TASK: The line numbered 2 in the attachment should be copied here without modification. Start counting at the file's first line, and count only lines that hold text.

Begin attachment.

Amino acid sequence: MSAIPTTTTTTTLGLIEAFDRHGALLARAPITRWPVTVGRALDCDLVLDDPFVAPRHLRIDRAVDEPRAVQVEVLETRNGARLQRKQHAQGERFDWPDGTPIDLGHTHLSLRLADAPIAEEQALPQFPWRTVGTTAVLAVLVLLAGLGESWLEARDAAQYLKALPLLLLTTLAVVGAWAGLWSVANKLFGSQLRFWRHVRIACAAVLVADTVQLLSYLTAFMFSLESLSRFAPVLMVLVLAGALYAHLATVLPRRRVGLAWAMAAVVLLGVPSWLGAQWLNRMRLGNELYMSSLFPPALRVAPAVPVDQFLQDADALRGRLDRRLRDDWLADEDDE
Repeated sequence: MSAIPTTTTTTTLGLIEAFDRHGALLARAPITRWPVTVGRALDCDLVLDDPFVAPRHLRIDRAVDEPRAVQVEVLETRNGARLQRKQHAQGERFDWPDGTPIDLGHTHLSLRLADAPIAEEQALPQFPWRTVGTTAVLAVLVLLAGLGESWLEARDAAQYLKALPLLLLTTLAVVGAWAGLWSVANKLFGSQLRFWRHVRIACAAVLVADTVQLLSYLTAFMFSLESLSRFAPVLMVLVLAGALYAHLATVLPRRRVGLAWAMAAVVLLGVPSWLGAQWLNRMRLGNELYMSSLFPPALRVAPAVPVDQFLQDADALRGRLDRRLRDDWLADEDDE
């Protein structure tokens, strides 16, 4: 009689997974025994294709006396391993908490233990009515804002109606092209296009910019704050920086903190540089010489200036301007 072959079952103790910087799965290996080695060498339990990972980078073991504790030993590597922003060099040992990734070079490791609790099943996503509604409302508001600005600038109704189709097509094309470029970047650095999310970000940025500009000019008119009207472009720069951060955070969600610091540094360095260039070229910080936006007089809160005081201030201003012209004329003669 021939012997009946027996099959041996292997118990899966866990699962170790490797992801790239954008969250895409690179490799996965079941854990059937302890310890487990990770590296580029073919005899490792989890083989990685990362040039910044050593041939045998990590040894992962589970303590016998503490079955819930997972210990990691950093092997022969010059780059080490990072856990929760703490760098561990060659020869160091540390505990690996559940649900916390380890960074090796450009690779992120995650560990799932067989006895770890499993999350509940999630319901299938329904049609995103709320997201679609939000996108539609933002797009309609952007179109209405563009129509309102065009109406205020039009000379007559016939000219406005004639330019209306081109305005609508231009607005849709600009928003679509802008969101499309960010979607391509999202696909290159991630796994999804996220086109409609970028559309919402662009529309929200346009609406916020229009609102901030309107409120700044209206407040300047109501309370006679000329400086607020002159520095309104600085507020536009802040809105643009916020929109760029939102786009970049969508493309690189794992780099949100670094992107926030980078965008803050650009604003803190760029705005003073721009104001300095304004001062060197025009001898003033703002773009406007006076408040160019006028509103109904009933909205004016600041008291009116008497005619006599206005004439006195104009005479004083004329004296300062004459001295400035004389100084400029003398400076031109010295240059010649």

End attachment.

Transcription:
Repeated sequence: MSAIPTTTTTTTLGLIEAFDRHGALLARAPITRWPVTVGRALDCDLVLDDPFVAPRHLRIDRAVDEPRAVQVEVLETRNGARLQRKQHAQGERFDWPDGTPIDLGHTHLSLRLADAPIAEEQALPQFPWRTVGTTAVLAVLVLLAGLGESWLEARDAAQYLKALPLLLLTTLAVVGAWAGLWSVANKLFGSQLRFWRHVRIACAAVLVADTVQLLSYLTAFMFSLESLSRFAPVLMVLVLAGALYAHLATVLPRRRVGLAWAMAAVVLLGVPSWLGAQWLNRMRLGNELYMSSLFPPALRVAPAVPVDQFLQDADALRGRLDRRLRDDWLADEDDE